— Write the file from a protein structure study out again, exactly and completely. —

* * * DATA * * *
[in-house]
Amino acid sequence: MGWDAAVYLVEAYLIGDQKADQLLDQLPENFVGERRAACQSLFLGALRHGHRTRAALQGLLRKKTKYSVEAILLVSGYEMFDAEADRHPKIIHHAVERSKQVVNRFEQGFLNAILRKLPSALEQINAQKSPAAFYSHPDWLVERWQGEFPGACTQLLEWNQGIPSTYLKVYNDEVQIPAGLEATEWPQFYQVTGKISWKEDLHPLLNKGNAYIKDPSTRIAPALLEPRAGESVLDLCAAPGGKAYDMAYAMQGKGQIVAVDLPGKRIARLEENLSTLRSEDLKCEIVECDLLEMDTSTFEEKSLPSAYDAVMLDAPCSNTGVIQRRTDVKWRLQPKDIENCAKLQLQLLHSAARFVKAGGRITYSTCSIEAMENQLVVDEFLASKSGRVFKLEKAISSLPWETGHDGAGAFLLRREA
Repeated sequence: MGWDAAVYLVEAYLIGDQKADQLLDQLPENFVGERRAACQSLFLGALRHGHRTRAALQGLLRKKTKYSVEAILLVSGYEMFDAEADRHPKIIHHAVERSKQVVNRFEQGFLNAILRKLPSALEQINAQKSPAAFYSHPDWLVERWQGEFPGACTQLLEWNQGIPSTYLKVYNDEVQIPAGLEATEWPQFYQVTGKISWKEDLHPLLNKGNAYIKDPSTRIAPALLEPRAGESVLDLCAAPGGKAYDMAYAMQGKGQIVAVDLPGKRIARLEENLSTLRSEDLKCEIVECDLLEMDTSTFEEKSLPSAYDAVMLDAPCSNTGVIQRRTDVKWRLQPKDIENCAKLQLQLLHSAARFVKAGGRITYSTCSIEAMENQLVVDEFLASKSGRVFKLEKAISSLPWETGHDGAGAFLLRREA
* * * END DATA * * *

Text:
[in-house]
Amino acid sequence: MGWDAAVYLVEAYLIGDQKADQLLDQLPENFVGERRAACQSLFLGALRHGHRTRAALQGLLRKKTKYSVEAILLVSGYEMFDAEADRHPKIIHHAVERSKQVVNRFEQGFLNAILRKLPSALEQINAQKSPAAFYSHPDWLVERWQGEFPGACTQLLEWNQGIPSTYLKVYNDEVQIPAGLEATEWPQFYQVTGKISWKEDLHPLLNKGNAYIKDPSTRIAPALLEPRAGESVLDLCAAPGGKAYDMAYAMQGKGQIVAVDLPGKRIARLEENLSTLRSEDLKCEIVECDLLEMDTSTFEEKSLPSAYDAVMLDAPCSNTGVIQRRTDVKWRLQPKDIENCAKLQLQLLHSAARFVKAGGRITYSTCSIEAMENQLVVDEFLASKSGRVFKLEKAISSLPWETGHDGAGAFLLRREA
Repeated sequence: MGWDAAVYLVEAYLIGDQKADQLLDQLPENFVGERRAACQSLFLGALRHGHRTRAALQGLLRKKTKYSVEAILLVSGYEMFDAEADRHPKIIHHAVERSKQVVNRFEQGFLNAILRKLPSALEQINAQKSPAAFYSHPDWLVERWQGEFPGACTQLLEWNQGIPSTYLKVYNDEVQIPAGLEATEWPQFYQVTGKISWKEDLHPLLNKGNAYIKDPSTRIAPALLEPRAGESVLDLCAAPGGKAYDMAYAMQGKGQIVAVDLPGKRIARLEENLSTLRSEDLKCEIVECDLLEMDTSTFEEKSLPSAYDAVMLDAPCSNTGVIQRRTDVKWRLQPKDIENCAKLQLQLLHSAARFVKAGGRITYSTCSIEAMENQLVVDEFLASKSGRVFKLEKAISSLPWETGHDGAGAFLLRREA